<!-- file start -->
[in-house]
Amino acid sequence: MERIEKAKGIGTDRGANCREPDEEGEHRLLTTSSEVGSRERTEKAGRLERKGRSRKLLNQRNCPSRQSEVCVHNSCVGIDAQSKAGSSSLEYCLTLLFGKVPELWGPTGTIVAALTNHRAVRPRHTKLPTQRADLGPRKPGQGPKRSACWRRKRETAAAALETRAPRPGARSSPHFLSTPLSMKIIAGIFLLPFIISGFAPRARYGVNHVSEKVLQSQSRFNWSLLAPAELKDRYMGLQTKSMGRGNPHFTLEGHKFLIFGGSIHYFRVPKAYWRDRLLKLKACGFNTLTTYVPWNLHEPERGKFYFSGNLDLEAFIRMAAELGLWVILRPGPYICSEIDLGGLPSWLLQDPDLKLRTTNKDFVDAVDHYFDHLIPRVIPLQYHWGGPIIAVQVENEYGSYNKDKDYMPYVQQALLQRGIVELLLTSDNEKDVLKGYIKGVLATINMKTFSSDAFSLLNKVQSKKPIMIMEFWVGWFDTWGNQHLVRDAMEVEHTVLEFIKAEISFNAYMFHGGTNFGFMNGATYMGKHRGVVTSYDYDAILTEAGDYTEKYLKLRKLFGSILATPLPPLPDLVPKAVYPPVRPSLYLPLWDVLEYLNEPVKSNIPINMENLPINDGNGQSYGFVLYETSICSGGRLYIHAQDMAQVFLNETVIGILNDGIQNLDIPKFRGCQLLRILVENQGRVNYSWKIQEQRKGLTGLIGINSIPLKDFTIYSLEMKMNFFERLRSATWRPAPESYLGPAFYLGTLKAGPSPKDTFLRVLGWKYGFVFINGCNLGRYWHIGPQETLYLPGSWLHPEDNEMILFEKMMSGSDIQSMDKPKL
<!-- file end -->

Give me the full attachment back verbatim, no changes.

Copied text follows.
[in-house]
Amino acid sequence: MERIEKAKGIGTDRGANCREPDEEGEHRLLTTSSEVGSRERTEKAGRLERKGRSRKLLNQRNCPSRQSEVCVHNSCVGIDAQSKAGSSSLEYCLTLLFGKVPELWGPTGTIVAALTNHRAVRPRHTKLPTQRADLGPRKPGQGPKRSACWRRKRETAAAALETRAPRPGARSSPHFLSTPLSMKIIAGIFLLPFIISGFAPRARYGVNHVSEKVLQSQSRFNWSLLAPAELKDRYMGLQTKSMGRGNPHFTLEGHKFLIFGGSIHYFRVPKAYWRDRLLKLKACGFNTLTTYVPWNLHEPERGKFYFSGNLDLEAFIRMAAELGLWVILRPGPYICSEIDLGGLPSWLLQDPDLKLRTTNKDFVDAVDHYFDHLIPRVIPLQYHWGGPIIAVQVENEYGSYNKDKDYMPYVQQALLQRGIVELLLTSDNEKDVLKGYIKGVLATINMKTFSSDAFSLLNKVQSKKPIMIMEFWVGWFDTWGNQHLVRDAMEVEHTVLEFIKAEISFNAYMFHGGTNFGFMNGATYMGKHRGVVTSYDYDAILTEAGDYTEKYLKLRKLFGSILATPLPPLPDLVPKAVYPPVRPSLYLPLWDVLEYLNEPVKSNIPINMENLPINDGNGQSYGFVLYETSICSGGRLYIHAQDMAQVFLNETVIGILNDGIQNLDIPKFRGCQLLRILVENQGRVNYSWKIQEQRKGLTGLIGINSIPLKDFTIYSLEMKMNFFERLRSATWRPAPESYLGPAFYLGTLKAGPSPKDTFLRVLGWKYGFVFINGCNLGRYWHIGPQETLYLPGSWLHPEDNEMILFEKMMSGSDIQSMDKPKL